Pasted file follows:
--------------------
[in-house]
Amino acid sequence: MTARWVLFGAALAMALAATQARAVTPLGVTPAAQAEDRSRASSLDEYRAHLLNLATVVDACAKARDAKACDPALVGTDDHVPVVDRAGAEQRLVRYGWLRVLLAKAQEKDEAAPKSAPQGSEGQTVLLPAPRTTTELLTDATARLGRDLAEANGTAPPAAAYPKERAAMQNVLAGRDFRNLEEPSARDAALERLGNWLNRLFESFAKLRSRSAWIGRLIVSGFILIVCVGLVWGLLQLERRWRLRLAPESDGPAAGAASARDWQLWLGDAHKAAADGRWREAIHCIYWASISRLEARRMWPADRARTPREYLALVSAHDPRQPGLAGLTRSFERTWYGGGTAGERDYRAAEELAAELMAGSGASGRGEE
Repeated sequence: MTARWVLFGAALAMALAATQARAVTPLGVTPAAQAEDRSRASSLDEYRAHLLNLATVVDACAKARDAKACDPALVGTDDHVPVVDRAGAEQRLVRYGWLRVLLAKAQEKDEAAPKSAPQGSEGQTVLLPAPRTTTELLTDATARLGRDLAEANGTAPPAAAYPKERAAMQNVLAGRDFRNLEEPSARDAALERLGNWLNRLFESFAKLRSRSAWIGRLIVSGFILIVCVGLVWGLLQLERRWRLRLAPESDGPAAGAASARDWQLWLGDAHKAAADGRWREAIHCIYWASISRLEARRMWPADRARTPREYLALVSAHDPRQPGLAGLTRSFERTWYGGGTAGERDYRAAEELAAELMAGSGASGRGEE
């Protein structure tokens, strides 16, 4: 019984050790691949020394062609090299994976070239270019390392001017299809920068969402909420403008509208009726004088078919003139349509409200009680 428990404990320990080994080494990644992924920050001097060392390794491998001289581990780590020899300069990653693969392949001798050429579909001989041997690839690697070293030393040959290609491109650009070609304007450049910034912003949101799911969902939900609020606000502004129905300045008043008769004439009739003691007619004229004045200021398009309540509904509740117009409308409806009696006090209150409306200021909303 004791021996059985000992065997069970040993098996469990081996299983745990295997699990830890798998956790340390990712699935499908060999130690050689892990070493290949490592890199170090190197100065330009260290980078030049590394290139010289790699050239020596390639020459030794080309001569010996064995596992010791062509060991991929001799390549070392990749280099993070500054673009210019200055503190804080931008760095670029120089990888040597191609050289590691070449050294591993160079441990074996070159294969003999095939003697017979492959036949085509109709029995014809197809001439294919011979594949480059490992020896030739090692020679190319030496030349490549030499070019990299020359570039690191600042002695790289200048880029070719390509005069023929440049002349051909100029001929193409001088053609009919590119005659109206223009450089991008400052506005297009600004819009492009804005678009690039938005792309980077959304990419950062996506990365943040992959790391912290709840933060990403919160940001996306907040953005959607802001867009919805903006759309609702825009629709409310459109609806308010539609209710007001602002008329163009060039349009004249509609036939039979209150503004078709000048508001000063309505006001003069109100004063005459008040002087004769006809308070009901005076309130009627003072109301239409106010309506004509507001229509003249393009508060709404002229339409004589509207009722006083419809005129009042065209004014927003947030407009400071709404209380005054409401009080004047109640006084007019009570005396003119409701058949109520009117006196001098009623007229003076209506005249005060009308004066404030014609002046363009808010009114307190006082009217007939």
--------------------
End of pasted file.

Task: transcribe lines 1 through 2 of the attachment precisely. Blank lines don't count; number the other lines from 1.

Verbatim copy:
[in-house]
Amino acid sequence: MTARWVLFGAALAMALAATQARAVTPLGVTPAAQAEDRSRASSLDEYRAHLLNLATVVDACAKARDAKACDPALVGTDDHVPVVDRAGAEQRLVRYGWLRVLLAKAQEKDEAAPKSAPQGSEGQTVLLPAPRTTTELLTDATARLGRDLAEANGTAPPAAAYPKERAAMQNVLAGRDFRNLEEPSARDAALERLGNWLNRLFESFAKLRSRSAWIGRLIVSGFILIVCVGLVWGLLQLERRWRLRLAPESDGPAAGAASARDWQLWLGDAHKAAADGRWREAIHCIYWASISRLEARRMWPADRARTPREYLALVSAHDPRQPGLAGLTRSFERTWYGGGTAGERDYRAAEELAAELMAGSGASGRGEE